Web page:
This week marks the much-anticipated release of Veil of Maya's fourth full-length album, 'Eclipse.' Formed in 2004 in Oak Park, Ill., the deathcore band is also preparing to cover some new ground on their upcoming headlining tour with first-time visits to Japan, Hawaii and Australia.

Guitarist Marc Okubo, despite having what sounded like a pretty wicked post-tour cold, spent some time with Noisecreep to talk about the new album and some of his most important influences.

How are you feeling, Marc?

Good, thanks. We just came off the road so I'm back home here in Chicago getting over a cold that I got at the very end of the tour. Figures!

What do you typically do when you're back home, in between tours?

Not much. It's weird. Most of my friends have jobs so during the day I just sort of hang out and recuperate.

Talk about the new album, 'Eclipse.' What are your first impressions of it?

Man, I love it. It's a little heavier than people might be used to. It's also very straight and to the point – we'd talked about maybe making it a little longer but decided that hey, the experience was done, it was complete, it felt right and the idea was just kind of all we wanted it to be. The last album, we were trying, I think, to sound like simply a band playing in a room. This one was a bit different in that we kind of went over the top sonically and did some really cool new things.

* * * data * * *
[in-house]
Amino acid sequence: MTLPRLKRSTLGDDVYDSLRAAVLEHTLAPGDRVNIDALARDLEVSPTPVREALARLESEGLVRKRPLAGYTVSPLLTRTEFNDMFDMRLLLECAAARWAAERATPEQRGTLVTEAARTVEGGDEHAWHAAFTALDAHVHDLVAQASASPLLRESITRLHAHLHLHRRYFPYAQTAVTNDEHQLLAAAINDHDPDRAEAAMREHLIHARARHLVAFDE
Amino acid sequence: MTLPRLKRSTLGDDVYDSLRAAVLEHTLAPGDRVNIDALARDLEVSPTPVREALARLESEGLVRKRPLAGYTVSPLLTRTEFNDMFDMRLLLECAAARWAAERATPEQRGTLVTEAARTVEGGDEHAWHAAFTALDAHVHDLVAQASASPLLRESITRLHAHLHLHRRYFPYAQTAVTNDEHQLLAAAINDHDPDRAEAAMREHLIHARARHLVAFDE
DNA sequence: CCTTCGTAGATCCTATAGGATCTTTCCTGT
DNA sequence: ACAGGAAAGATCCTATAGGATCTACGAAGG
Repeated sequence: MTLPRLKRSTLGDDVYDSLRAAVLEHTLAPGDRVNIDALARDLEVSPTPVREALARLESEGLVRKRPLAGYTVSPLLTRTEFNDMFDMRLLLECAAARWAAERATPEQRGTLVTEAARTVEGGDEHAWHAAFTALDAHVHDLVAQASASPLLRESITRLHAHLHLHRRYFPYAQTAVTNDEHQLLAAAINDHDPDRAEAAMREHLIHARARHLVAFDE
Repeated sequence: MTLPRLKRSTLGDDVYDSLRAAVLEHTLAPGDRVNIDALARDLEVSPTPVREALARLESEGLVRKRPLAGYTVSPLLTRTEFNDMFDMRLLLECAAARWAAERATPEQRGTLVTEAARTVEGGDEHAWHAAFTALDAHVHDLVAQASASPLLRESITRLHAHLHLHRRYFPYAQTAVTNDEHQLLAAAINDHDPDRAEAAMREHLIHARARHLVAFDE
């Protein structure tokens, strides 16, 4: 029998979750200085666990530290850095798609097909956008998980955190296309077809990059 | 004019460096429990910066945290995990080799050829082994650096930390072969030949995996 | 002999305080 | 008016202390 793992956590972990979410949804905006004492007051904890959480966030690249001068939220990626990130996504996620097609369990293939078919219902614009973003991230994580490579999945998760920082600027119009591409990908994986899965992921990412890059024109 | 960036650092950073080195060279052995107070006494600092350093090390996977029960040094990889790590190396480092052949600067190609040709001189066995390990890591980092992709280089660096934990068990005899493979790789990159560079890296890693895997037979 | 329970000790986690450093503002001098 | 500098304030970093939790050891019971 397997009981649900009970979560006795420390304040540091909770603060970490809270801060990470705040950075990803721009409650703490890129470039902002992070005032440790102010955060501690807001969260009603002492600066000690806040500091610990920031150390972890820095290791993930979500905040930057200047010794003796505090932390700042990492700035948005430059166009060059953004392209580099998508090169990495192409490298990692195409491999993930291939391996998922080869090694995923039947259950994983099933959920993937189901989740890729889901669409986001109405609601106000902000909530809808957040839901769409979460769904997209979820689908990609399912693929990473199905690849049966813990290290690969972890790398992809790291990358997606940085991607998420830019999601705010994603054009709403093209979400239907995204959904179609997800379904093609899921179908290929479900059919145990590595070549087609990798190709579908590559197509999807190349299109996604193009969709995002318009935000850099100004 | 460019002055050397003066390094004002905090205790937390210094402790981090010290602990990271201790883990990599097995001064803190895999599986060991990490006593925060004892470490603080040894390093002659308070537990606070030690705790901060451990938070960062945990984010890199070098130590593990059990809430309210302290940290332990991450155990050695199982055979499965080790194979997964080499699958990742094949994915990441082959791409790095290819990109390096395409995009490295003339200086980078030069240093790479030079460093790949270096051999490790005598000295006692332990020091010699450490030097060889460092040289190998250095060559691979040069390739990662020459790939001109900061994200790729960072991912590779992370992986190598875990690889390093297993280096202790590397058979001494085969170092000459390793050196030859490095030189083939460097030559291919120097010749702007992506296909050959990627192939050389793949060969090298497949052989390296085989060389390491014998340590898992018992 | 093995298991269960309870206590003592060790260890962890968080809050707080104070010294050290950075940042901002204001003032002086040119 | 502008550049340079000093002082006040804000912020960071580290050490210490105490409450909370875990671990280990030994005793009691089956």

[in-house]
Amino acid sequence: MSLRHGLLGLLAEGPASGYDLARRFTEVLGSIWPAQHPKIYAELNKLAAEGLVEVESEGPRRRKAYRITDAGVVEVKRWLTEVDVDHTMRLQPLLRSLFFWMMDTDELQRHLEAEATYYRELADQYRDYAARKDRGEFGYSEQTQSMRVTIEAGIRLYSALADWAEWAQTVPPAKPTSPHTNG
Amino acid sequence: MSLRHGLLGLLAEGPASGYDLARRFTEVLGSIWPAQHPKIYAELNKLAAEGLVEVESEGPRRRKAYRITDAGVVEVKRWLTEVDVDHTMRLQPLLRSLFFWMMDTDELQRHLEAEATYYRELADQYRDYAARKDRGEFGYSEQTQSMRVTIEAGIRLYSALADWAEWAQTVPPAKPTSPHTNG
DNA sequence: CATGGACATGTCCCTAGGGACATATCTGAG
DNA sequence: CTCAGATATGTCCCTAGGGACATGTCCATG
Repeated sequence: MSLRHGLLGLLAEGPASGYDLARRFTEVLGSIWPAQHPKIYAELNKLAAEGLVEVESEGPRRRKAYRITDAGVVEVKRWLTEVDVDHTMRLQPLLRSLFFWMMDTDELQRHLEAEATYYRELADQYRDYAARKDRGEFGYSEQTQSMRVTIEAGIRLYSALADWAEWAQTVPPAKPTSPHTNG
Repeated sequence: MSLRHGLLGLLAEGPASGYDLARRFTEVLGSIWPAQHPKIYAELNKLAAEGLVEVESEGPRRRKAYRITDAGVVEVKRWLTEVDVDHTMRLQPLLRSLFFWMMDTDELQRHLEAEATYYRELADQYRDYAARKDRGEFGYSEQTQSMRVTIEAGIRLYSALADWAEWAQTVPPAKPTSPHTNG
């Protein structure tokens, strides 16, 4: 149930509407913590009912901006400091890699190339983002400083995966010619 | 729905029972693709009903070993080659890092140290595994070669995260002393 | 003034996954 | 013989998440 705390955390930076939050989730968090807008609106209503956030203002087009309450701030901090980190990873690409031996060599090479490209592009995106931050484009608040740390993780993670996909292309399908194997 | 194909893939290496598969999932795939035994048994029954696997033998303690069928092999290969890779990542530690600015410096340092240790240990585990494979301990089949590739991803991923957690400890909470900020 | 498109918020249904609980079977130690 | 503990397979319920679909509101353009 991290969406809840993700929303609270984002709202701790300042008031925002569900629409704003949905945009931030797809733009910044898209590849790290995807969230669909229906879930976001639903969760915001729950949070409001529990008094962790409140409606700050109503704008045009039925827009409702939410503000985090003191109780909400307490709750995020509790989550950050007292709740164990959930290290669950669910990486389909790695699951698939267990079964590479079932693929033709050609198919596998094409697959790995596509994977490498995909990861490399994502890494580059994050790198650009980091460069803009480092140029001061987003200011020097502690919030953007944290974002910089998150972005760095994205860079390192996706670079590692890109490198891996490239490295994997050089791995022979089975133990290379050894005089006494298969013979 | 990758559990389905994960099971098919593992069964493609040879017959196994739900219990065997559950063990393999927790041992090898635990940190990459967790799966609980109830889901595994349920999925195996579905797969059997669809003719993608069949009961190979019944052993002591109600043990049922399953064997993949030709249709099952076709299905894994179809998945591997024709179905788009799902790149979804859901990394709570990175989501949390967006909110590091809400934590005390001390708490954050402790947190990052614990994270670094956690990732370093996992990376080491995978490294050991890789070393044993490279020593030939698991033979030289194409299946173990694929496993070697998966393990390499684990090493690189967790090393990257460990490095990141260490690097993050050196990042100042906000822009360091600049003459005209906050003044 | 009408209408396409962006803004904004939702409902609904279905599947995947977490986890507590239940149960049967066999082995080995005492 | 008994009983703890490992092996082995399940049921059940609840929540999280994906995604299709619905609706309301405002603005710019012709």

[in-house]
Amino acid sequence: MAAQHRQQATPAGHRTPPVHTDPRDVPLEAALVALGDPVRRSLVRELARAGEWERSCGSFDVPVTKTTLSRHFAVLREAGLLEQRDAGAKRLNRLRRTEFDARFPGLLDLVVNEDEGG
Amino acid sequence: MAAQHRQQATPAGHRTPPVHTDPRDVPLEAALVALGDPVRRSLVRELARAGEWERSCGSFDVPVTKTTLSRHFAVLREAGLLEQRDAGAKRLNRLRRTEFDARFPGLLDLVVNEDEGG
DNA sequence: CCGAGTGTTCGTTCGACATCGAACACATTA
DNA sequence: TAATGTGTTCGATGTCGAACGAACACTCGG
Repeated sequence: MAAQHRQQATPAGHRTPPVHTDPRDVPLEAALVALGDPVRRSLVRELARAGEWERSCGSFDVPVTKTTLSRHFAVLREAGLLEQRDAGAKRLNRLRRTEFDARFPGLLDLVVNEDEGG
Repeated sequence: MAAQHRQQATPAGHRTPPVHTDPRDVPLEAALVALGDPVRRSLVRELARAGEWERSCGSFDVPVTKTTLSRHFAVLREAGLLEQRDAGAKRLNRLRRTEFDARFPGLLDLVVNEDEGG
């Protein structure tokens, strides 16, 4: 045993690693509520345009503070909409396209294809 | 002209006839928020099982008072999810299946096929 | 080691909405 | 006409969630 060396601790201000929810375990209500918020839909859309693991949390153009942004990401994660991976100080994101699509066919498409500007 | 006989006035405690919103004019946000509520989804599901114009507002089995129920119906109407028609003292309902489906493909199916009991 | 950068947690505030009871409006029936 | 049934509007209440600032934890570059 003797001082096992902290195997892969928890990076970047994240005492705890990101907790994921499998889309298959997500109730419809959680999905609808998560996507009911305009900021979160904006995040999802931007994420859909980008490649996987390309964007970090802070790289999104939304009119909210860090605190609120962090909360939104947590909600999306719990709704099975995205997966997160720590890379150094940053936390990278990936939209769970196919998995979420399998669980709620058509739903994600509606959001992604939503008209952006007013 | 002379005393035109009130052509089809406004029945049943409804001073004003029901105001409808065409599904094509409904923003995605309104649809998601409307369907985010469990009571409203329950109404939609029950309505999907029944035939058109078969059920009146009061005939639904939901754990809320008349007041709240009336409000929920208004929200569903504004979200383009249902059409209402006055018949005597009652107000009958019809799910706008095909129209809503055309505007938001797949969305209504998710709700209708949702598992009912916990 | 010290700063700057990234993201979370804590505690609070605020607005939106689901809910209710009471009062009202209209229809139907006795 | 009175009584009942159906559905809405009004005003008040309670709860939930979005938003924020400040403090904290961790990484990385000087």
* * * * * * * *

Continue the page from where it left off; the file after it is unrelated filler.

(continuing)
Sumerian Records
Sumerian Records

Like what?

Well, when I was tracking my parts, I decided to add some over the top choirs – some really symphonic kinds of parts – I included new keyboards to give it a sort of choir effect. Some pretty dramatic stuff that's still simple, but feels bigger and almost like something that could be a film score.

What influenced you to add those kinds of textures?

Well actually, I'm a big fan of movie soundtracks. I always have been and so I think this time out, that fact actually influenced what I came up with for 'Eclipse.'

Any particular sorts of soundtracks influence you more than others?

Well I like basically the soundtracks of every Marvel Comics movie ever made. But my favorite? 'E.T.' The end credit music by John Williams is just incredible. I still have an old VHS tape of the movie my parents got me when I was like three years old. You can look it up on YouTube, those end credits. It's my favorite movie soundtrack.

Listen to the Closing Credits of 'E.T.'

Are you excited about the new places the band if off to?

Definitely. Japan, Hawaii, Australia – we'll try and treat it like a vacation as much as possible, you know, work out some free time whenever we can to be like tourists. It's going to be very new for us.

Did you have one primary guitar hero growing up?

I'd have to say, in terms of influences, when I first heard Dream Theater's guitar player John Petrucci, he blew me away. He still does. I just don't know what to say about how good he is. Seriously.

Have you ever met him?

No. I saw him once, though. He came out to visit someone playing in Periphery, who we were touring with. I saw him walking toward me, but I was too nervous to say hi. Maybe someday, but I just couldn't it. I mean, that's John Petrucci.

Listen to 'Vicious Circles' From Veil of Maya

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